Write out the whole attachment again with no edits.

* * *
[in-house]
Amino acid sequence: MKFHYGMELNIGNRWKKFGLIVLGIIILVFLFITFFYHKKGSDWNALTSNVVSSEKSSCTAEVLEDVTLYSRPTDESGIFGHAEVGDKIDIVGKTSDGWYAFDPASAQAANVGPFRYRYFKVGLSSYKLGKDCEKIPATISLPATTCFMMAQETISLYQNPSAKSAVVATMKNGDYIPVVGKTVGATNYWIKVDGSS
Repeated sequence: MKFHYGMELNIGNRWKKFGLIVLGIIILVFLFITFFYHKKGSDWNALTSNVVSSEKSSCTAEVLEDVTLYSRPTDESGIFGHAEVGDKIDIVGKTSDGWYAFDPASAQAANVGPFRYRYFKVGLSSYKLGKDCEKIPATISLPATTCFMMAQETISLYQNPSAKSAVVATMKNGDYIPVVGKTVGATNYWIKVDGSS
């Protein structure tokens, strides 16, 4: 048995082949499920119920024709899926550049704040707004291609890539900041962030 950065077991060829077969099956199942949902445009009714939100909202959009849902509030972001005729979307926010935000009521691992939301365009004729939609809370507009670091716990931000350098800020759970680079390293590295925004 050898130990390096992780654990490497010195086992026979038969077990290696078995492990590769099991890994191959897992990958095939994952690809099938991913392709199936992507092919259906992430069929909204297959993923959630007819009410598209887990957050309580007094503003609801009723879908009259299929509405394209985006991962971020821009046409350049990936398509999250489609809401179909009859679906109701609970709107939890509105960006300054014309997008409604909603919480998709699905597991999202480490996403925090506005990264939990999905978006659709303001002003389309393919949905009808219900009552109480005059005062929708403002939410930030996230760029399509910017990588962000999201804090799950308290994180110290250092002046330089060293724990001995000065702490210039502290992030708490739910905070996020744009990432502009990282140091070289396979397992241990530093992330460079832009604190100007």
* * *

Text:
[in-house]
Amino acid sequence: MKFHYGMELNIGNRWKKFGLIVLGIIILVFLFITFFYHKKGSDWNALTSNVVSSEKSSCTAEVLEDVTLYSRPTDESGIFGHAEVGDKIDIVGKTSDGWYAFDPASAQAANVGPFRYRYFKVGLSSYKLGKDCEKIPATISLPATTCFMMAQETISLYQNPSAKSAVVATMKNGDYIPVVGKTVGATNYWIKVDGSS
Repeated sequence: MKFHYGMELNIGNRWKKFGLIVLGIIILVFLFITFFYHKKGSDWNALTSNVVSSEKSSCTAEVLEDVTLYSRPTDESGIFGHAEVGDKIDIVGKTSDGWYAFDPASAQAANVGPFRYRYFKVGLSSYKLGKDCEKIPATISLPATTCFMMAQETISLYQNPSAKSAVVATMKNGDYIPVVGKTVGATNYWIKVDGSS
């Protein structure tokens, strides 16, 4: 048995082949499920119920024709899926550049704040707004291609890539900041962030 950065077991060829077969099956199942949902445009009714939100909202959009849902509030972001005729979307926010935000009521691992939301365009004729939609809370507009670091716990931000350098800020759970680079390293590295925004 050898130990390096992780654990490497010195086992026979038969077990290696078995492990590769099991890994191959897992990958095939994952690809099938991913392709199936992507092919259906992430069929909204297959993923959630007819009410598209887990957050309580007094503003609801009723879908009259299929509405394209985006991962971020821009046409350049990936398509999250489609809401179909009859679906109701609970709107939890509105960006300054014309997008409604909603919480998709699905597991999202480490996403925090506005990264939990999905978006659709303001002003389309393919949905009808219900009552109480005059005062929708403002939410930030996230760029399509910017990588962000999201804090799950308290994180110290250092002046330089060293724990001995000065702490210039502290992030708490739910905070996020744009990432502009990282140091070289396979397992241990530093992330460079832009604190100007």